Transformative Social Innovation Theory project (TRANSIT)
Transformative Social Innovation Theory project
Start date: Jan 1, 2014,
End date: Dec 31, 2017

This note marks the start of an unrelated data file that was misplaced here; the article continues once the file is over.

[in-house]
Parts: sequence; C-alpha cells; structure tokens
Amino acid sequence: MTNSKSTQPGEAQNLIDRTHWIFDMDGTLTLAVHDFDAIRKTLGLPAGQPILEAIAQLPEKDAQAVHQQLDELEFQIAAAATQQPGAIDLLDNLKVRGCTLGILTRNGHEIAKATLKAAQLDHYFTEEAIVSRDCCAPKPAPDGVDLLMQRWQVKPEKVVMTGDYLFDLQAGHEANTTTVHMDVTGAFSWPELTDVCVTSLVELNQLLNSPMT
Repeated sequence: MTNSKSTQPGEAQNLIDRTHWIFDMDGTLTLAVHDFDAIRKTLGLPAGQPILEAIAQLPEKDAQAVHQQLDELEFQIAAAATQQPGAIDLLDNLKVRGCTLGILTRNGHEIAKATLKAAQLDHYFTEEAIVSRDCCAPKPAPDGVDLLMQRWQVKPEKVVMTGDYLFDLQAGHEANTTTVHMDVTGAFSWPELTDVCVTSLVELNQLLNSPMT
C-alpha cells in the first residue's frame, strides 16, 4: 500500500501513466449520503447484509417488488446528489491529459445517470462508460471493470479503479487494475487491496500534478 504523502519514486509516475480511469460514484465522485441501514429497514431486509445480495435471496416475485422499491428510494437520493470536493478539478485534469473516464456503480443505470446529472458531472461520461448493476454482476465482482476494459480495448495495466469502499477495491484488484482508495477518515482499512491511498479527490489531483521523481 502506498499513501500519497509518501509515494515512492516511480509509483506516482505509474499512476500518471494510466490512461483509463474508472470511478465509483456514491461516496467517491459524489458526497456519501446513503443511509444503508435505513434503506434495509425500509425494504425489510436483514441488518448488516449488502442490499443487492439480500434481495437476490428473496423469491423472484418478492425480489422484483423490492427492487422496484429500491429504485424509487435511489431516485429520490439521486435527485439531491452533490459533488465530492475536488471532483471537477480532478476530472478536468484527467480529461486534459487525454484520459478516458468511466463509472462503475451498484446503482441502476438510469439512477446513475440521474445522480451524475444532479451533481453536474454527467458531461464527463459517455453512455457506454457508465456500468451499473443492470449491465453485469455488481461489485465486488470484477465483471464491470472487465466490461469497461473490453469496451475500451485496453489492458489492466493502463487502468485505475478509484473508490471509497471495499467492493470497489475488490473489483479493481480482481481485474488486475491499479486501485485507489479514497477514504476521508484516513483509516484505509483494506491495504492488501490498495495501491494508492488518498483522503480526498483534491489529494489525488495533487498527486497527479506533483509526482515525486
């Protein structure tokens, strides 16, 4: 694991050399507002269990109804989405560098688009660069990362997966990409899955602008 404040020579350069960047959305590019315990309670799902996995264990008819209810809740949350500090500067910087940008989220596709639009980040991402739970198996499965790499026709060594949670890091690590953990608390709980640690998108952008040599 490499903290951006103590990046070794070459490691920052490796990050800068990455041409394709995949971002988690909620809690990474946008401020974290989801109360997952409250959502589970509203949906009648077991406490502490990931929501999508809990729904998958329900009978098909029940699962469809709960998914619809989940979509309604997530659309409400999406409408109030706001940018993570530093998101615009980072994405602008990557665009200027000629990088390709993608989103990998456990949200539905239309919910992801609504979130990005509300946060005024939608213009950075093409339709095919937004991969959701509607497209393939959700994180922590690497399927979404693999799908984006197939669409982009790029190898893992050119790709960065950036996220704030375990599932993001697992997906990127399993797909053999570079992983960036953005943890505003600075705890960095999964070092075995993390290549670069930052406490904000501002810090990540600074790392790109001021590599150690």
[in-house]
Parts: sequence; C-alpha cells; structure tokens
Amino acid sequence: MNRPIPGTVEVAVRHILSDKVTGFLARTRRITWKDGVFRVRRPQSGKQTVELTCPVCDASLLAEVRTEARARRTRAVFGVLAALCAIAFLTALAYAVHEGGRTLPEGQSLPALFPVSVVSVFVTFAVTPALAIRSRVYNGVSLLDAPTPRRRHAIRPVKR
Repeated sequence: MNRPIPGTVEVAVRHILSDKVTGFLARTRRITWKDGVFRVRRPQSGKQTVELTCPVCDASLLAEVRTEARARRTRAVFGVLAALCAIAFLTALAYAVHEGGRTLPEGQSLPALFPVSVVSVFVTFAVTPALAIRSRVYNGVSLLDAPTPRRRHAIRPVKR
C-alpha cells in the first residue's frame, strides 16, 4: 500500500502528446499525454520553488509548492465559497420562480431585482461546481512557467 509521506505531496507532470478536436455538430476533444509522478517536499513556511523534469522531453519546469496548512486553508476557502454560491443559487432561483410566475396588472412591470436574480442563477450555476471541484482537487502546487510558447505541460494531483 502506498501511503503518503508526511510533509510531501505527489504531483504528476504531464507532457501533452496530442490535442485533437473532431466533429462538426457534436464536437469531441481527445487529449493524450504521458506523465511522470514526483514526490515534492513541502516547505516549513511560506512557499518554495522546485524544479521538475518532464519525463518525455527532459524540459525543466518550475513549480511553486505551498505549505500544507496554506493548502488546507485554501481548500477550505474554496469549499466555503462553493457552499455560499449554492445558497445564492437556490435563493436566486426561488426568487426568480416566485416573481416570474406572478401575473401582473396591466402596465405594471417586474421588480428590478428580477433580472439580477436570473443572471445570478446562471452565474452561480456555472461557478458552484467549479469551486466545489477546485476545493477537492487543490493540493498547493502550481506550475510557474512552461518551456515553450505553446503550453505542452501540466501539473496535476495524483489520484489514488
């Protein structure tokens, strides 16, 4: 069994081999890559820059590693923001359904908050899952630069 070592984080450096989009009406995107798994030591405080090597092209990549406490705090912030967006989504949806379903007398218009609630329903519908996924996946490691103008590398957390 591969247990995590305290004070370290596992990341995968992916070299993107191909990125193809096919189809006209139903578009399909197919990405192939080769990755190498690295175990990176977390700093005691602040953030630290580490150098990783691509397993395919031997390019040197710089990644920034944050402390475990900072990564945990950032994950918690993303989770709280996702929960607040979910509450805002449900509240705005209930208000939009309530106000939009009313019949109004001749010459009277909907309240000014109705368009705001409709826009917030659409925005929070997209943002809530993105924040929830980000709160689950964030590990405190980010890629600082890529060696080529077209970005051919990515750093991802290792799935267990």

The aim of TRANSIT (Transformative Social Innovation Theory) is to build a theory of social innovation that is useful not only to academics, but also to policy makers, social entrepreneurs, and other stakeholders. The starting point for TRANSIT is the need to understand transformative social innovations: social innovations that contribute to systemic changes that address urgent societal challenges. TRANSIT unpacks the relation between social innovation and systemic change in the context of a rapidly changing world that faces ‘game changing’ developments (e.g. financial crisis, climate change or the ICT-revolution). TRANSIT will explore constituent links in the causal chain between social innovation and systemic change. The main research question is: How and under what conditions do social innovations lead to systemic change, and how are actors (dis)empowered in transformative social innovation processes? TRANSIT will develop a new theory of transformative social innovation, drawing upon a range of existing theoretical and methodological approaches to innovation and social change, and using a systems innovation and sustainability transition research framework as a starting point. Empirically, TRANSIT takes an embedded case-study approach to conduct a multi-leveled, cross-national comparative analysis of social innovation projects and networks across Europe and Latin America, combining in-depth case-study analysis with quantitative meta-analysis. The new theory of transformative social innovation is thus both grounded in in-depth case-studies as well as tested and generalised in a cross-national data-base. The research concept of TRANSIT is to create an iterative interplay between: empirical research on social innovation; the development of a new empirically-grounded theory of transformative social innovation; and transdisciplinary translation to capacity building tools to be co-developed with policy-makers, civil society organisations and social entrepreneurs.
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